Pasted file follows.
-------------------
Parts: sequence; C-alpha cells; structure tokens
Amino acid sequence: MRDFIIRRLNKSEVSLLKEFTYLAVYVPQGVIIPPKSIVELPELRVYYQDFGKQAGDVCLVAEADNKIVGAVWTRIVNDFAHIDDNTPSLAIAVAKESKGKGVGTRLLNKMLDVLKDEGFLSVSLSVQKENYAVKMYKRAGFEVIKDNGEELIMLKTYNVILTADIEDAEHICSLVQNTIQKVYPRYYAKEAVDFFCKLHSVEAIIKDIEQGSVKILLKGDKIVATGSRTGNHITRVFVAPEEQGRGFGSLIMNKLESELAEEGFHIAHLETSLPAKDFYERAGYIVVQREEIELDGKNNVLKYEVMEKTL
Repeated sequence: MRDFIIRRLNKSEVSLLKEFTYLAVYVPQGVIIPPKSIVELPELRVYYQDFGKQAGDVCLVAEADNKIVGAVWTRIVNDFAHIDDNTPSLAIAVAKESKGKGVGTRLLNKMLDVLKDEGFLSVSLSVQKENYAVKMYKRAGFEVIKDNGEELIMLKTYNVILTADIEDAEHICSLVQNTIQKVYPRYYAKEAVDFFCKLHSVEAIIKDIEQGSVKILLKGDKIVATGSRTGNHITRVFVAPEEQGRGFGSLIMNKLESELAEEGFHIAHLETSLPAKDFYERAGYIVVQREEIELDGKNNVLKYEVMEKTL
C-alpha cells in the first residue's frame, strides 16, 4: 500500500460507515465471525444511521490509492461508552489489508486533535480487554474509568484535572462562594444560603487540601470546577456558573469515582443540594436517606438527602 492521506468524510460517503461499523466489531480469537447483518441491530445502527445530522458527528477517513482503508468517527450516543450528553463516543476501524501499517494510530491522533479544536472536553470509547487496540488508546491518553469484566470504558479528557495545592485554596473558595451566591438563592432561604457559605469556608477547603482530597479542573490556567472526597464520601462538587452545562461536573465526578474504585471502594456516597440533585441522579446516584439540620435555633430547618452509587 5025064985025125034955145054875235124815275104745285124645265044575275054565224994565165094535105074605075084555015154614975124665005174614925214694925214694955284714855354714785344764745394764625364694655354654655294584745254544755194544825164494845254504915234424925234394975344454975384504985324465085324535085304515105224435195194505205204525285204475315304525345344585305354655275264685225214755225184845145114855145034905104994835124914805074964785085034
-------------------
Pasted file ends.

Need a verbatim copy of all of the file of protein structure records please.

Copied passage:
Parts: sequence; C-alpha cells; structure tokens
Amino acid sequence: MRDFIIRRLNKSEVSLLKEFTYLAVYVPQGVIIPPKSIVELPELRVYYQDFGKQAGDVCLVAEADNKIVGAVWTRIVNDFAHIDDNTPSLAIAVAKESKGKGVGTRLLNKMLDVLKDEGFLSVSLSVQKENYAVKMYKRAGFEVIKDNGEELIMLKTYNVILTADIEDAEHICSLVQNTIQKVYPRYYAKEAVDFFCKLHSVEAIIKDIEQGSVKILLKGDKIVATGSRTGNHITRVFVAPEEQGRGFGSLIMNKLESELAEEGFHIAHLETSLPAKDFYERAGYIVVQREEIELDGKNNVLKYEVMEKTL
Repeated sequence: MRDFIIRRLNKSEVSLLKEFTYLAVYVPQGVIIPPKSIVELPELRVYYQDFGKQAGDVCLVAEADNKIVGAVWTRIVNDFAHIDDNTPSLAIAVAKESKGKGVGTRLLNKMLDVLKDEGFLSVSLSVQKENYAVKMYKRAGFEVIKDNGEELIMLKTYNVILTADIEDAEHICSLVQNTIQKVYPRYYAKEAVDFFCKLHSVEAIIKDIEQGSVKILLKGDKIVATGSRTGNHITRVFVAPEEQGRGFGSLIMNKLESELAEEGFHIAHLETSLPAKDFYERAGYIVVQREEIELDGKNNVLKYEVMEKTL
C-alpha cells in the first residue's frame, strides 16, 4: 500500500460507515465471525444511521490509492461508552489489508486533535480487554474509568484535572462562594444560603487540601470546577456558573469515582443540594436517606438527602 492521506468524510460517503461499523466489531480469537447483518441491530445502527445530522458527528477517513482503508468517527450516543450528553463516543476501524501499517494510530491522533479544536472536553470509547487496540488508546491518553469484566470504558479528557495545592485554596473558595451566591438563592432561604457559605469556608477547603482530597479542573490556567472526597464520601462538587452545562461536573465526578474504585471502594456516597440533585441522579446516584439540620435555633430547618452509587 5025064985025125034955145054875235124815275104745285124645265044575275054565224994565165094535105074605075084555015154614975124665005174614925214694925214694955284714855354714785344764745394764625364694655354654655294584745254544755194544825164494845254504915234424925234394975344454975384504985324465085324535085304515105224435195194505205204525285204475315304525345344585305354655275264685225214755225184845145114855145034905104994835124914805074964785085034